‘Formula Finder’ powered by parents and built on Airtable tracks sightings on store shelves.
Every morning when Jen Rudd opens her social media feed, instead of seeing cute pictures of friends' babies she sees empty shelves posted by parents desperate to find formula. “My heart just goes out to them,” Rudd said. As infants, two of her children were hospitalized due to milk allergies. “There was a point where we thought we lost my son because he was purple and not breathing,” she said. Fortunately her children recovered, something Rudd says wouldn’t have been possible without formula, which at some points cost her $40 a can.
So with news of a nationwide formula shortage, Rudd decided to take action. Seeing the flood of photos of empty shelves, she realized: “We could share this with the broader community.”
So she created Formula Finder: it’s an app powered by parents across the country who use Airtable to log formula sightings. “If I can save one person from driving all over creation looking for formula, or help people know when store shelves are empty to save them a trip, that’s something,” Rudd said.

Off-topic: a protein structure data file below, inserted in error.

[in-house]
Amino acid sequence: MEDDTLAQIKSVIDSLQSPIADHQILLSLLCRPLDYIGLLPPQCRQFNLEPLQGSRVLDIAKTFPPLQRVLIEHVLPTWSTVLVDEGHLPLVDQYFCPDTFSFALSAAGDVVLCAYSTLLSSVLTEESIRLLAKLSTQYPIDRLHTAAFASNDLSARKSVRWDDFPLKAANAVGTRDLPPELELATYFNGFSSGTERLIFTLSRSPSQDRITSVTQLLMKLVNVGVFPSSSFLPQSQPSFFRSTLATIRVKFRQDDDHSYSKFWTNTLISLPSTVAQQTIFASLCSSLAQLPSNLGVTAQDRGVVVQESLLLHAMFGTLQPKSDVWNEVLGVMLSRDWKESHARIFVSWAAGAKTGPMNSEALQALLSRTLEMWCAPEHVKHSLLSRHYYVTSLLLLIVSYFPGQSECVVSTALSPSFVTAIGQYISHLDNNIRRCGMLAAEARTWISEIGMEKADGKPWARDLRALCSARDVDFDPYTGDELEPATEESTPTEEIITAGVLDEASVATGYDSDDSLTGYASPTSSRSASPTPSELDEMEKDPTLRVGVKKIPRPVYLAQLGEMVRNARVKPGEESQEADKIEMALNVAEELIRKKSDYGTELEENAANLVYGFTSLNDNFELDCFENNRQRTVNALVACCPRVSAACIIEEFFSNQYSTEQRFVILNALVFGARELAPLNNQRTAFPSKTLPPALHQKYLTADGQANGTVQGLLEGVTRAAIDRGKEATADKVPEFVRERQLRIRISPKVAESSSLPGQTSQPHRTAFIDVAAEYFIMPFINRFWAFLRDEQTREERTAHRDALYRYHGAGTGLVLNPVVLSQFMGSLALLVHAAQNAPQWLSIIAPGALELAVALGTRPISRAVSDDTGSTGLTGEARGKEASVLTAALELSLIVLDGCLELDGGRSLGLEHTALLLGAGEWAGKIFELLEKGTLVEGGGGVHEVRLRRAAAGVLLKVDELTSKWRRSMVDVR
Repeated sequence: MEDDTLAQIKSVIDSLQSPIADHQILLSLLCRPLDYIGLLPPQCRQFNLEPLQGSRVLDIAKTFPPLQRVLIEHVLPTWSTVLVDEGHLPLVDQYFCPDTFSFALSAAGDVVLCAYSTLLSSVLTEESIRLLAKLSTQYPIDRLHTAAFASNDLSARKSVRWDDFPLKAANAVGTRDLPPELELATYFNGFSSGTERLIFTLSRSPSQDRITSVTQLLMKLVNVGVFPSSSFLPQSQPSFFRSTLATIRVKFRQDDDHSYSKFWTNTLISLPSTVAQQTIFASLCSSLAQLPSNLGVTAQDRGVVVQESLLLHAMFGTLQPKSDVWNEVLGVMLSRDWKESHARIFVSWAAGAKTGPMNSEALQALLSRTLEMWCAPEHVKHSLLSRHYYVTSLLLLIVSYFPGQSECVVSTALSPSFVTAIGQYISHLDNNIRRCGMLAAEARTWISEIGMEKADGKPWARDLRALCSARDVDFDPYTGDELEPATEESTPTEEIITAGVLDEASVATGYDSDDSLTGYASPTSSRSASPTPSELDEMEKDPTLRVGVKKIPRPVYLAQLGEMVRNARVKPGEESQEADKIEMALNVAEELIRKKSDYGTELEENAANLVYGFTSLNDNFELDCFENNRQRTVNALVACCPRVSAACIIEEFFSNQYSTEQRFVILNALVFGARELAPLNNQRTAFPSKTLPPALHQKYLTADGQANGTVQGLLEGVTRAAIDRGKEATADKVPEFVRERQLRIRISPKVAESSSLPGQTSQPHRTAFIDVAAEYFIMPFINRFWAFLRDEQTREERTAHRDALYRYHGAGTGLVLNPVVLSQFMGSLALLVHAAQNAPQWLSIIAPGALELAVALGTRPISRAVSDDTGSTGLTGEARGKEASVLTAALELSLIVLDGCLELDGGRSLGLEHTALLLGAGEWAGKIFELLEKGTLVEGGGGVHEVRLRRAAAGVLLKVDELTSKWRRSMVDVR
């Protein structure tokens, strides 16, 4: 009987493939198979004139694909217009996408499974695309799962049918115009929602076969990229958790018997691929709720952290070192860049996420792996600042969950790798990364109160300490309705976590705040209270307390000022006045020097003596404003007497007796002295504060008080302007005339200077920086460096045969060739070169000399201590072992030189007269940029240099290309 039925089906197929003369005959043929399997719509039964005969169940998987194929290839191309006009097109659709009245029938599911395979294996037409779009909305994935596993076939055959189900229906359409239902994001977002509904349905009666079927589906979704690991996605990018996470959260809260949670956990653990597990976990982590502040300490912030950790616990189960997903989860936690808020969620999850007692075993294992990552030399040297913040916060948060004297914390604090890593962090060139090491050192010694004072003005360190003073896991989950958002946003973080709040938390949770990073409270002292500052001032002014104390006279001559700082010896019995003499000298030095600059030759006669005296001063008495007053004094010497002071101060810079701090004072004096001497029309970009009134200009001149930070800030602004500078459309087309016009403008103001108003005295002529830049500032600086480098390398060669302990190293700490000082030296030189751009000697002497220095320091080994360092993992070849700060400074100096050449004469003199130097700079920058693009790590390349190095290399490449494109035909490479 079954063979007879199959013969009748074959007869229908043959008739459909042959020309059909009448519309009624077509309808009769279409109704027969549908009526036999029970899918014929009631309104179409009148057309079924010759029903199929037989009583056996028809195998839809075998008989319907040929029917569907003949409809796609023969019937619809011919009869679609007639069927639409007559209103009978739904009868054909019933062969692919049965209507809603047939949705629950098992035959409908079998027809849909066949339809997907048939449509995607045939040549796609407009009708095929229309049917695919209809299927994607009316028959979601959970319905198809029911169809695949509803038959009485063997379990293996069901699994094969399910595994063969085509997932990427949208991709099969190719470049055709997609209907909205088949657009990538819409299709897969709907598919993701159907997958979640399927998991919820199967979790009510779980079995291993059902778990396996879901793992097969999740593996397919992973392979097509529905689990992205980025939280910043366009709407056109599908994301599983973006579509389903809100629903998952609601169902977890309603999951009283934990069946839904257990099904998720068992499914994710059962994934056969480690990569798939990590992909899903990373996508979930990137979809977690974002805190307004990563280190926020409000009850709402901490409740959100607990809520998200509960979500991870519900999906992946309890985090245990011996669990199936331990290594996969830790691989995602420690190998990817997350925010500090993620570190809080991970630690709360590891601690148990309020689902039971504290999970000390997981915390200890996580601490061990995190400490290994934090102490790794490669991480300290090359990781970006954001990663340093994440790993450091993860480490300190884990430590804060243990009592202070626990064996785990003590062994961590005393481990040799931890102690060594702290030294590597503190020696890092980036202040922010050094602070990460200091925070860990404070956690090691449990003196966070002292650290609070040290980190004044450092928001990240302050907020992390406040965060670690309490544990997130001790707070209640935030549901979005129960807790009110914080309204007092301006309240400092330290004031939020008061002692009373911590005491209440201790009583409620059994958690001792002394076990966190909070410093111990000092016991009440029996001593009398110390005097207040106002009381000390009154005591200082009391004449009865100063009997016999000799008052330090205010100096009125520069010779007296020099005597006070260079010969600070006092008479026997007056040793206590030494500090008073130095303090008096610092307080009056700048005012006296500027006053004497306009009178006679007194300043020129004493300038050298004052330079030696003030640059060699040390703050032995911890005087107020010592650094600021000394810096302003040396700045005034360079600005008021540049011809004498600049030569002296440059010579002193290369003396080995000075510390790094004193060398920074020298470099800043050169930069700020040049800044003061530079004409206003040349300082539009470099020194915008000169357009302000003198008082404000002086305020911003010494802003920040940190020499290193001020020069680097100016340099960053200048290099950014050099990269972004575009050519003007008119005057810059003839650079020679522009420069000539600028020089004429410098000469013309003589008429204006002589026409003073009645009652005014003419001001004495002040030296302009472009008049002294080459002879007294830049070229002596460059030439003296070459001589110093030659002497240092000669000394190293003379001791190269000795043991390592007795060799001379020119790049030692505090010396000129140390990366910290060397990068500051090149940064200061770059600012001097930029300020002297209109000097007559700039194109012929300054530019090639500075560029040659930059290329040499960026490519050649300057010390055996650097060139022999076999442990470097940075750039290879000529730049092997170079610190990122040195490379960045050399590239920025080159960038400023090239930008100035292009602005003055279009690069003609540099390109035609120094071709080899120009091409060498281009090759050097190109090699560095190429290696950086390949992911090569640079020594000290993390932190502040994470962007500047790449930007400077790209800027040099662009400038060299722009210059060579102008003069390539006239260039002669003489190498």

“It only took me two hours to build this app,”
The website is based entirely on information submitted through Airtable forms. In only a few clicks, visitors can share information about the formula brand, physical address where to buy it, and add a picture. The community can update information as inventory changes, and Rudd set up automations that automatically delete sightings when formula runs out. “Airtable is an easy database. I can keep the information up to date without having to babysit it,” she said.
Rudd is a consultant who uses Airtable to build custom recruitment software to match talent with companies who are hiring. After meeting other members of the Airtable community earlier this year, she was inspired by those who build apps to help solve day-to-day problems where they live.
“I hope this helps at least one parent find the formula they need and that they can see we’re all in this together. But more than that I really hope this is not necessary in two months, I hope this is a quick band-aid,”